Government Geldings

Iowans may as well issue a formal declaration of surrender to the oligarchs on their supreme court if the governor and state legislature are allowed to forfeit their duties to uphold the state constitution. Why waste billions of dollars keeping them in office? Death to liberty needn't be so expensive.

After 152 years, the Iowa Supreme Court had a judicial epiphany. On April 3, the judges divined an "equal protection" right to "same-sex marriage" in the Iowa Constitution. The court declared in Varnum v. Brien,

"the language in Iowa Code section 595.2 limiting civil marriage to a man and a woman must be stricken from the statute, and the remaining statutory language must be interpreted and applied in a manner allowing gay and lesbian people full access to the institution of civil marriage."

The fact that the Iowa Legislature reaffirmed traditional marriage in a 1998 statute was of no moment to the court. You'd think that the only branch vested with legislative authority would react to the court's ruling by issuing a declaration reaffirming the statute's constitutionality and its refusal to pass a law permitting "same-sex marriage." Not yet.

Iowa Gov. Chet Culver issued a picayunish statement following the court's ruling:

As Governor, I must respect the authority of the Iowa Supreme Court, and have a duty to uphold the Constitution of the State of Iowa. I also fully respect the right of all Iowans to live under the full protection of Iowa's Constitution. ... Therefore, after careful consideration and a thorough reading of the Court's decision, I am reluctant to support amending the Iowa Constitution to add a provision that our Supreme Court has said is unlawful and discriminatory.

Where is Culver's respect for the Iowa Constitution and his duty to uphold it? Why is he allowing public officials to issue marriage licenses and perform same-sex ceremonies without the statutory authority to do so? Arnold Schwarzenegger and Mitt Romney shouldn't be his role models.

Here's a big hitch for Culver and the Iowa Legislature, pun intended. Article XII, §1 of the Iowa Constitution states:

"This constitution shall be the supreme law of the state, and any law inconsistent therewith, shall be void. The general assembly shall pass all laws necessary to carry this constitution into effect."

The court acknowledged the first sentence, but ignored the second. The second means that the legislature must enact an enabling statute if a constitutional provision is not self-executing.

There is no self-executing provision for marriage in the constitution, nor is there any provision that makes a supreme court opinion self-executing. Marriage is regulated by statutes, as it is in every state. Consequently, unless the Iowa Legislature passes a "same-sex marriage" bill, which the governor could veto, Iowa public officials are without any authority to issue marriage licenses to same-sex couples.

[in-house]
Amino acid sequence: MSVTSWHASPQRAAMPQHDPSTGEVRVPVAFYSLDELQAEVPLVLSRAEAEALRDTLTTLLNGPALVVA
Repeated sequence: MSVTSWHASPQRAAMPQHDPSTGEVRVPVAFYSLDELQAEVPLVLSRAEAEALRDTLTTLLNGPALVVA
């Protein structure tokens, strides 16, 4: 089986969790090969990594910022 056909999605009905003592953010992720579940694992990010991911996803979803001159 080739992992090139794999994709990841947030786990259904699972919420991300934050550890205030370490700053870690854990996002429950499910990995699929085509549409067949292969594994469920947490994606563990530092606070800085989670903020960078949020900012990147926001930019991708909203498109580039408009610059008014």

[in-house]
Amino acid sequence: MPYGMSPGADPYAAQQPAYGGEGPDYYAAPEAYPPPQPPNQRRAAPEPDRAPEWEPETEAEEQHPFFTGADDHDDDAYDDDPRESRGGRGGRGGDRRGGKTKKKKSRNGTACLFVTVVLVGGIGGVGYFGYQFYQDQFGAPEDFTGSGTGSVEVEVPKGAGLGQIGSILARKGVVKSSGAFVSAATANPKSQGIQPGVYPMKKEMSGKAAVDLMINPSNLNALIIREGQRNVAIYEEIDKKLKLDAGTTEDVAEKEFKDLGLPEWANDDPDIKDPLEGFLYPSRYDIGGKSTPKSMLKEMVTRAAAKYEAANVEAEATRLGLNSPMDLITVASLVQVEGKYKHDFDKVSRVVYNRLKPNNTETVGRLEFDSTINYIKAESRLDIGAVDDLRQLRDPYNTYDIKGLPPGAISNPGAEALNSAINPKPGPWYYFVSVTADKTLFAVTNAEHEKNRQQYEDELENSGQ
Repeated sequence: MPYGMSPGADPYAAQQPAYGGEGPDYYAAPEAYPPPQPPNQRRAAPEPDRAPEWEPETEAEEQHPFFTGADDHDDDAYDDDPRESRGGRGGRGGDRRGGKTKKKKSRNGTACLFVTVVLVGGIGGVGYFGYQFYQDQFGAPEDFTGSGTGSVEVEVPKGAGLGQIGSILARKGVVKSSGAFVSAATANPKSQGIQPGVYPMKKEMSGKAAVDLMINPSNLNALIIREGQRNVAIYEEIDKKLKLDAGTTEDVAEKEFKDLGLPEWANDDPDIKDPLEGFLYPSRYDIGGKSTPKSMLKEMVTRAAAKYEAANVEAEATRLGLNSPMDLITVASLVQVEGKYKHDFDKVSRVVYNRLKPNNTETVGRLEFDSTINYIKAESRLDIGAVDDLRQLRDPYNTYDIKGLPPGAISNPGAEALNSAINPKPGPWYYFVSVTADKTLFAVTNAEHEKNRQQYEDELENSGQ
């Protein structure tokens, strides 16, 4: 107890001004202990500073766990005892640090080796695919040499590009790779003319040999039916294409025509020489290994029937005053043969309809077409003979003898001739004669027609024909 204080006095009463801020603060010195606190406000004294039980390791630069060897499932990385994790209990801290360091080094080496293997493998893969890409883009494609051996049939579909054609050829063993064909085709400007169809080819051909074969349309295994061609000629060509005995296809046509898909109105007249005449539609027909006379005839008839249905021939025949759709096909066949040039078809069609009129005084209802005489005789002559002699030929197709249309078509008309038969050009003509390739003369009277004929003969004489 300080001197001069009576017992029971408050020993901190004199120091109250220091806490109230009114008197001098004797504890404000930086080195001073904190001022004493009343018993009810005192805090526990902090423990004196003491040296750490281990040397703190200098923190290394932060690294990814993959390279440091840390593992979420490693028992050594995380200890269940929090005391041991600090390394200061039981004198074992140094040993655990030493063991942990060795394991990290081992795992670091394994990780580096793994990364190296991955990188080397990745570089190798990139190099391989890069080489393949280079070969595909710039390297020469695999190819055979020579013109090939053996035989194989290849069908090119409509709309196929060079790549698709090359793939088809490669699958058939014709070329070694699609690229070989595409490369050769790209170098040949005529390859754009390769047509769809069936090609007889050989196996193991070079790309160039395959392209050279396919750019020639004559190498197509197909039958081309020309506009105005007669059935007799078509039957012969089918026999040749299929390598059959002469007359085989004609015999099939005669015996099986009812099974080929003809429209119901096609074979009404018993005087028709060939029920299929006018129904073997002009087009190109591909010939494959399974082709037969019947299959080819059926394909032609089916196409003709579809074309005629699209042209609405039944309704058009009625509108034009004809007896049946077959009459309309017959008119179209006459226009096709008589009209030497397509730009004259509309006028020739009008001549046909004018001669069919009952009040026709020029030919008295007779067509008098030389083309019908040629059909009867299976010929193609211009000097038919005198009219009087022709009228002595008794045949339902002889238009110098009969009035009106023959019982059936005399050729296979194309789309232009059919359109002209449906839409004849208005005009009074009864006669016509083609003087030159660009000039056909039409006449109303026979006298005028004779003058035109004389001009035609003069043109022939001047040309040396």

There are additional reasons to reject the court's ruling. For one, the court's ignorance of U.S. Supreme Court case law calls its competence or integrity into question.

Although the Iowa court didn't base its opinion on federal equal protection grounds, in footnote 6 of its opinion, the court erroneously states:

"The United States Supreme Court has not resolved the broad question of whether an absolute ban of marriages between persons of the same sex violates the Federal Equal Protection Clause."

The U.S. Supreme Court specifically rejected, among other claims, a federal equal protection challenge by a same-sex couple denied a marriage license in Minnesota. The Court dismissed the appeal in Baker v. Nelson, "for want of a substantial federal question." While such a dismissal isn't afforded the same status as precedent, it is a ruling on the merits nonetheless, and only the Supreme Court can reverse it.

Secondly, a statute that applies equally to heterosexuals and homosexuals doesn't violate equal protection. Equal protection "does not require things which are different in fact or opinion to be treated in law as though they were the same." Put simply, marriage policy based on the biological differences between an opposite-sex couple and a same-sex couple isn't invidious and irrational discrimination; it's 6,000 years of common sense preservation of the human race.

While there are "particular classes of Iowans" excluded from marriage, homosexuals aren't one of them. Iowa law prohibits bigamous and incestuous "classes" of marriage.

What if in subsequent opinions, based on its newest "understanding of equal protection," the court decides:

  • to reverse in part Varnum v. Brien to the extent that any "minister, priest, rabbi, or other person ordained or designated as a leader of the person's religious faith" who refuses to perform a same-sex "wedding," is violating the equal protection clause?
  • prospective polygamists are "a particular class of Iowans" that must be allowed to marry because they too are "sexually and romantically attracted" to each other?
  • blood relatives must be allowed to marry so that they, like polygamists and same-sex couples, can "demonstrate to one another and to society their mutual commitment"?
If Iowans think such rulings are unimaginable, they should heed the court's words:

Our responsibility, however, is to protect constitutional rights of individuals from legislative enactments that have denied those rights, even when the rights have not yet been broadly accepted, were at one time unimagined, or challenge a deeply ingrained practice or law viewed to be impervious to the passage of time.

Jan LaRue is Senior Legal Analyst with the American Civil Rights Union; former Chief Counsel at Concerned for Women; former Legal Studies Director at Family Research Council; and former Senior Counsel for the National Law Center for Children and Families.